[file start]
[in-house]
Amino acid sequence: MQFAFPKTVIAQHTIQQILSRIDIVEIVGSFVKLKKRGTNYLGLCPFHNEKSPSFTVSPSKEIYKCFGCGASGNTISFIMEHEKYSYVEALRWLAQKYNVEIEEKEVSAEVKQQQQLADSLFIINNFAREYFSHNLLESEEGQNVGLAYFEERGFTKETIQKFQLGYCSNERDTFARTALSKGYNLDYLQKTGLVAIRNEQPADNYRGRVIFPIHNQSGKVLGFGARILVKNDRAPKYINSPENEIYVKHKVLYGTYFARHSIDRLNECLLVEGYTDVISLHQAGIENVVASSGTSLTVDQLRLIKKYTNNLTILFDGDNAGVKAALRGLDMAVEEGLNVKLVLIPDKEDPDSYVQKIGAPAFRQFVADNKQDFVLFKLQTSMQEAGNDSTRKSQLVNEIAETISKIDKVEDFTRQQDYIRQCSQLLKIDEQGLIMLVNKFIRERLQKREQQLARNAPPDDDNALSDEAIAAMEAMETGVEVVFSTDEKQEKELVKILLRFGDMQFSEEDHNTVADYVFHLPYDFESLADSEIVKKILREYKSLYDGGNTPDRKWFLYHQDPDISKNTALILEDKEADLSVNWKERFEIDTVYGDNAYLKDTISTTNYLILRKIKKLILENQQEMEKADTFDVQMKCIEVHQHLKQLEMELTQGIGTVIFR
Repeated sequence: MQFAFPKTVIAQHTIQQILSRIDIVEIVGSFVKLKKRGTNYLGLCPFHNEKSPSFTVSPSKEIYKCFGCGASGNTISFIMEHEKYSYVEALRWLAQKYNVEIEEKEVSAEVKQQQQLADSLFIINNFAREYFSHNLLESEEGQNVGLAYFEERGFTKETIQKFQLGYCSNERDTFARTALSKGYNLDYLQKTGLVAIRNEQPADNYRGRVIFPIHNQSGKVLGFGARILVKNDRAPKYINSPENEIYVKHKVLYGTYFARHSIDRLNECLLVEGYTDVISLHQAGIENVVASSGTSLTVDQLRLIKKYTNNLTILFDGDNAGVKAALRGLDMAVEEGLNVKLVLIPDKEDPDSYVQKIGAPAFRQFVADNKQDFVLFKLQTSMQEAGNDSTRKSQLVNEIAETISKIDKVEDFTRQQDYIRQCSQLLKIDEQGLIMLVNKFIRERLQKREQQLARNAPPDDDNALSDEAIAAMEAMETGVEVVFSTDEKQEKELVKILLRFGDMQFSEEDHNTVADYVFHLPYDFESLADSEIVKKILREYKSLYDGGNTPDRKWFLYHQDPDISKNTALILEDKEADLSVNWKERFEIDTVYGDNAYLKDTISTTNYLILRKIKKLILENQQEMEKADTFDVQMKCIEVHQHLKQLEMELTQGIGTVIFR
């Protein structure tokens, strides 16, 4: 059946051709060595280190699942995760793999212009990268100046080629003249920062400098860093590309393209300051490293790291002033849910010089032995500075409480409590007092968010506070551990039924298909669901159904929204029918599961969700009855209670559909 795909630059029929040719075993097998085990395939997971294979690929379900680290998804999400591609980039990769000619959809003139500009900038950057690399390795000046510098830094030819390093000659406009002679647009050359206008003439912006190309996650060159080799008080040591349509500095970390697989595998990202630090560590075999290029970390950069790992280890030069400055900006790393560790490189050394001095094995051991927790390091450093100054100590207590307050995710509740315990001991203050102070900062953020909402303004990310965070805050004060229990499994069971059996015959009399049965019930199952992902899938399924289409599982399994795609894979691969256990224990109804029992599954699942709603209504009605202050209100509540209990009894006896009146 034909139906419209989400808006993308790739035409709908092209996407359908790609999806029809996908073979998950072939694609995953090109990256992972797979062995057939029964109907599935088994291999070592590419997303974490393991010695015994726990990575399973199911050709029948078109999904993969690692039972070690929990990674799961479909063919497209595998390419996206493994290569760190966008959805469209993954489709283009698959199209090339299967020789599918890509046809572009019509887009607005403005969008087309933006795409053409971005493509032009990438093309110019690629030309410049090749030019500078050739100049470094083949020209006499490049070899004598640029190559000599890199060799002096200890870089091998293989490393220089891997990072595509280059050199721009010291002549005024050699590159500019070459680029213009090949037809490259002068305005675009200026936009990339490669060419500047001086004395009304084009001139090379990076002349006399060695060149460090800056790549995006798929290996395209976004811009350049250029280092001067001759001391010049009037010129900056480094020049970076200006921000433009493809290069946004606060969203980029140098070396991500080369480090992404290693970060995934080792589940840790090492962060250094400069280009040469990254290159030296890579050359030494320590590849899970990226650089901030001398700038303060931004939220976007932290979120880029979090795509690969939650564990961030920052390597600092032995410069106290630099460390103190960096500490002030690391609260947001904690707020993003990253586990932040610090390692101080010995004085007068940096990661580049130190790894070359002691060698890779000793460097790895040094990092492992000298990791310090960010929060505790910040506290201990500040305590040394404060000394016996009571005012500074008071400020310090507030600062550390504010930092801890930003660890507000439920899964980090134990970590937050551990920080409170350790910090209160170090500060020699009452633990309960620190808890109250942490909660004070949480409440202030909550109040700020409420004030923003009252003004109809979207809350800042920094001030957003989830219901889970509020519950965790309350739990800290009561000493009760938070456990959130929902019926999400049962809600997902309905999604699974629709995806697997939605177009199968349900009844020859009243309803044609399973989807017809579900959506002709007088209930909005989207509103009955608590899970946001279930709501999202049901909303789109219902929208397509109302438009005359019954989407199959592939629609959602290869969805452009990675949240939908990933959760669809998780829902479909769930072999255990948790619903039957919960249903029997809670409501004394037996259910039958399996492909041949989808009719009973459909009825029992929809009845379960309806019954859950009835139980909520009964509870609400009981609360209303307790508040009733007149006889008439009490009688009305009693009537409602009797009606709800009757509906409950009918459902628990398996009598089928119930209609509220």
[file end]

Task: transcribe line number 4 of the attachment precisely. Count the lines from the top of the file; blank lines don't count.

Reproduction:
């Protein structure tokens, strides 16, 4: 059946051709060595280190699942995760793999212009990268100046080629003249920062400098860093590309393209300051490293790291002033849910010089032995500075409480409590007092968010506070551990039924298909669901159904929204029918599961969700009855209670559909 795909630059029929040719075993097998085990395939997971294979690929379900680290998804999400591609980039990769000619959809003139500009900038950057690399390795000046510098830094030819390093000659406009002679647009050359206008003439912006190309996650060159080799008080040591349509500095970390697989595998990202630090560590075999290029970390950069790992280890030069400055900006790393560790490189050394001095094995051991927790390091450093100054100590207590307050995710509740315990001991203050102070900062953020909402303004990310965070805050004060229990499994069971059996015959009399049965019930199952992902899938399924289409599982399994795609894979691969256990224990109804029992599954699942709603209504009605202050209100509540209990009894006896009146 034909139906419209989400808006993308790739035409709908092209996407359908790609999806029809996908073979998950072939694609995953090109990256992972797979062995057939029964109907599935088994291999070592590419997303974490393991010695015994726990990575399973199911050709029948078109999904993969690692039972070690929990990674799961479909063919497209595998390419996206493994290569760190966008959805469209993954489709283009698959199209090339299967020789599918890509046809572009019509887009607005403005969008087309933006795409053409971005493509032009990438093309110019690629030309410049090749030019500078050739100049470094083949020209006499490049070899004598640029190559000599890199060799002096200890870089091998293989490393220089891997990072595509280059050199721009010291002549005024050699590159500019070459680029213009090949037809490259002068305005675009200026936009990339490669060419500047001086004395009304084009001139090379990076002349006399060695060149460090800056790549995006798929290996395209976004811009350049250029280092001067001759001391010049009037010129900056480094020049970076200006921000433009493809290069946004606060969203980029140098070396991500080369480090992404290693970060995934080792589940840790090492962060250094400069280009040469990254290159030296890579050359030494320590590849899970990226650089901030001398700038303060931004939220976007932290979120880029979090795509690969939650564990961030920052390597600092032995410069106290630099460390103190960096500490002030690391609260947001904690707020993003990253586990932040610090390692101080010995004085007068940096990661580049130190790894070359002691060698890779000793460097790895040094990092492992000298990791310090960010929060505790910040506290201990500040305590040394404060000394016996009571005012500074008071400020310090507030600062550390504010930092801890930003660890507000439920899964980090134990970590937050551990920080409170350790910090209160170090500060020699009452633990309960620190808890109250942490909660004070949480409440202030909550109040700020409420004030923003009252003004109809979207809350800042920094001030957003989830219901889970509020519950965790309350739990800290009561000493009760938070456990959130929902019926999400049962809600997902309905999604699974629709995806697997939605177009199968349900009844020859009243309803044609399973989807017809579900959506002709007088209930909005989207509103009955608590899970946001279930709501999202049901909303789109219902929208397509109302438009005359019954989407199959592939629609959602290869969805452009990675949240939908990933959760669809998780829902479909769930072999255990948790619903039957919960249903029997809670409501004394037996259910039958399996492909041949989808009719009973459909009825029992929809009845379960309806019954859950009835139980909520009964509870609400009981609360209303307790508040009733007149006889008439009490009688009305009693009537409602009797009606709800009757509906409950009918459902628990398996009598089928119930209609509220």